Wednesday, July 23, 2014

Increased intracranial pressure

Table of Contents

Alternative Names

ICP; Intracranial pressure - increased; Intracranial hypertension; Acute increased intracranial pressure; Sudden increased intracranial pressure


Symptoms

Infants:

  • Drowsiness
  • Separated sutures
  • Bulging of the soft spot on top of the head (bulging fontanelle)
  • Vomiting

Older children and adults:

  • Behavior changes
  • Decreased consciousness
  • Headache
  • Lethargy
  • Neurological problems
  • Seizures
  • Vomiting

Signs and tests

A health care provider will usually make this diagnosis at the patient's bedside in an emergency room or hospital. Primary care doctors may sometimes spot early symptoms of increased intracranial pressure such as headache, seizures, or neurological problems.

An MRI or CT scan of the head can often determine the cause and confirm the diagnosis.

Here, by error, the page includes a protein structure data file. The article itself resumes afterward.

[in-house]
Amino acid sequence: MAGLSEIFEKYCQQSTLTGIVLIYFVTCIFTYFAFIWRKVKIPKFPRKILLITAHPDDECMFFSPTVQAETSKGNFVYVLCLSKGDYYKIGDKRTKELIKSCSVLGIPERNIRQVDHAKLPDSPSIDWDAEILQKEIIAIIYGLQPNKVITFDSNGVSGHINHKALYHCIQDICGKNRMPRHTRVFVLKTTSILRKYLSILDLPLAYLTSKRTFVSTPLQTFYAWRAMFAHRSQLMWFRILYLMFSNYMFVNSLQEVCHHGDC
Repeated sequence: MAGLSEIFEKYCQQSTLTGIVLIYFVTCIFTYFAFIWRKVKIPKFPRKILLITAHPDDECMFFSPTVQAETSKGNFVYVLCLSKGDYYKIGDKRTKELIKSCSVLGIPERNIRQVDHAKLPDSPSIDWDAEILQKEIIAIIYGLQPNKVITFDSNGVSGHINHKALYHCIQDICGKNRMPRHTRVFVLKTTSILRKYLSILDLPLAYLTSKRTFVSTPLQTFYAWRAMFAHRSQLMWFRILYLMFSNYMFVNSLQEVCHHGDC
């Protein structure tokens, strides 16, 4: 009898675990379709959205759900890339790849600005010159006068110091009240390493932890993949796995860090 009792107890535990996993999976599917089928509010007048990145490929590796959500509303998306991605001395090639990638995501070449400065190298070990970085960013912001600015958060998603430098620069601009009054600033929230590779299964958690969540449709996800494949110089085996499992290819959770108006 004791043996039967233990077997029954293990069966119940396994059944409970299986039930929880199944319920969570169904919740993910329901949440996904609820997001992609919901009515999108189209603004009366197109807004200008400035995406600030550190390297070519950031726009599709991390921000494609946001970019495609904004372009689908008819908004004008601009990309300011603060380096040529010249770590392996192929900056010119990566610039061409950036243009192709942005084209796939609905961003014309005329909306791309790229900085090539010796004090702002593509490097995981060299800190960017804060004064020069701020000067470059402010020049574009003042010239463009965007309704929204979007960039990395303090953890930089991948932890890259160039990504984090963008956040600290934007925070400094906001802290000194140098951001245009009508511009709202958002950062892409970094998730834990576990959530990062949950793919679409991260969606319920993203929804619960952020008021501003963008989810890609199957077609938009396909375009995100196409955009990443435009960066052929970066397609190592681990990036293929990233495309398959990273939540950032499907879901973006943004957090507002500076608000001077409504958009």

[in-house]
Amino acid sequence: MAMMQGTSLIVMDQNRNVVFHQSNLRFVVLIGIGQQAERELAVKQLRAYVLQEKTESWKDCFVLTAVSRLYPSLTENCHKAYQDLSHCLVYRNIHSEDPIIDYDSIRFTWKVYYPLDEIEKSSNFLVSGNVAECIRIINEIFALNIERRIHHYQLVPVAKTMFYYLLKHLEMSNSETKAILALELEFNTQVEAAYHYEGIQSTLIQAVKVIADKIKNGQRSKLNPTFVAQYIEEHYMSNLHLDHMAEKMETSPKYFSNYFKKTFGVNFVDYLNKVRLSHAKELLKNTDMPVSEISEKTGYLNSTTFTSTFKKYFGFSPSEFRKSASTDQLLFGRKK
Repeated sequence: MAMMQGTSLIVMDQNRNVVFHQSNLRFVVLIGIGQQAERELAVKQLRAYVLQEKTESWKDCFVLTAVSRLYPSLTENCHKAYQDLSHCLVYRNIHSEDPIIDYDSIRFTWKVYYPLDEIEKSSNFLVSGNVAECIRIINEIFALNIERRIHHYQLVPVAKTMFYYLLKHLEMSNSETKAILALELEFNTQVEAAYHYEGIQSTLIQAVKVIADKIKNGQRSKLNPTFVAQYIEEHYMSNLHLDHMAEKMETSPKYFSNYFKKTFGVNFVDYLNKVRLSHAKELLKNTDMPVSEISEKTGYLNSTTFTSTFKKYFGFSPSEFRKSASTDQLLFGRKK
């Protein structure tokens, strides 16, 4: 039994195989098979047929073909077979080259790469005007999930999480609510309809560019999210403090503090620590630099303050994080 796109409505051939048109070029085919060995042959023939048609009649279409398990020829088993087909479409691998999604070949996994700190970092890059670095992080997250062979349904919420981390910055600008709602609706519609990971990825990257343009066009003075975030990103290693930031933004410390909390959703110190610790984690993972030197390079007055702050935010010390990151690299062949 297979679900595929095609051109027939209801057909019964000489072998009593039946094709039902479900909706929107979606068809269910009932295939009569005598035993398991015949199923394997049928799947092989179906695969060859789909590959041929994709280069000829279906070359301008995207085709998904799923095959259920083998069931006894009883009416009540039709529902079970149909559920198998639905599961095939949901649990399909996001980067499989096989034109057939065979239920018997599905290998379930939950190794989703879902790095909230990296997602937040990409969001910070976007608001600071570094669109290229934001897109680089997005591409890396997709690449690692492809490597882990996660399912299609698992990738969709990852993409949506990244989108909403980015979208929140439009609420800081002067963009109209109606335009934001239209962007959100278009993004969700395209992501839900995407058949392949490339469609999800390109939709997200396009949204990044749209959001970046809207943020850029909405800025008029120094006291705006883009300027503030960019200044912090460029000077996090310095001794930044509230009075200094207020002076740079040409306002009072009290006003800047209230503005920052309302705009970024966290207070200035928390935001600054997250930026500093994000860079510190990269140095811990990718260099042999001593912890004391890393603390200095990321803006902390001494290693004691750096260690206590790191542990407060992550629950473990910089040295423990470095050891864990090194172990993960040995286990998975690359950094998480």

Intracranial pressure may be measured during a spinal tap (lumbar puncture). It can also be measured directly by using a device that is drilled through the skull or a tube (catheter) that is inserted inside the brain.



Review Date: 12/21/2009
Reviewed By: David C. Dugdale, III, MD, Professor of Medicine, Division of General Medicine, Department of Medicine, University of Washington School of Medicine; Daniel B. Hoch, PhD, MD, Assistant Professor of Neurology, Harvard Medical School, Department of Neurology, Massachusetts General Hospital. Also reviewed by David Zieve, MD, MHA, Medical Director, A.D.A.M., Inc.

A.D.A.M., Inc. is accredited by URAC, also known as the American Accreditation HealthCare Commission (www.urac.org)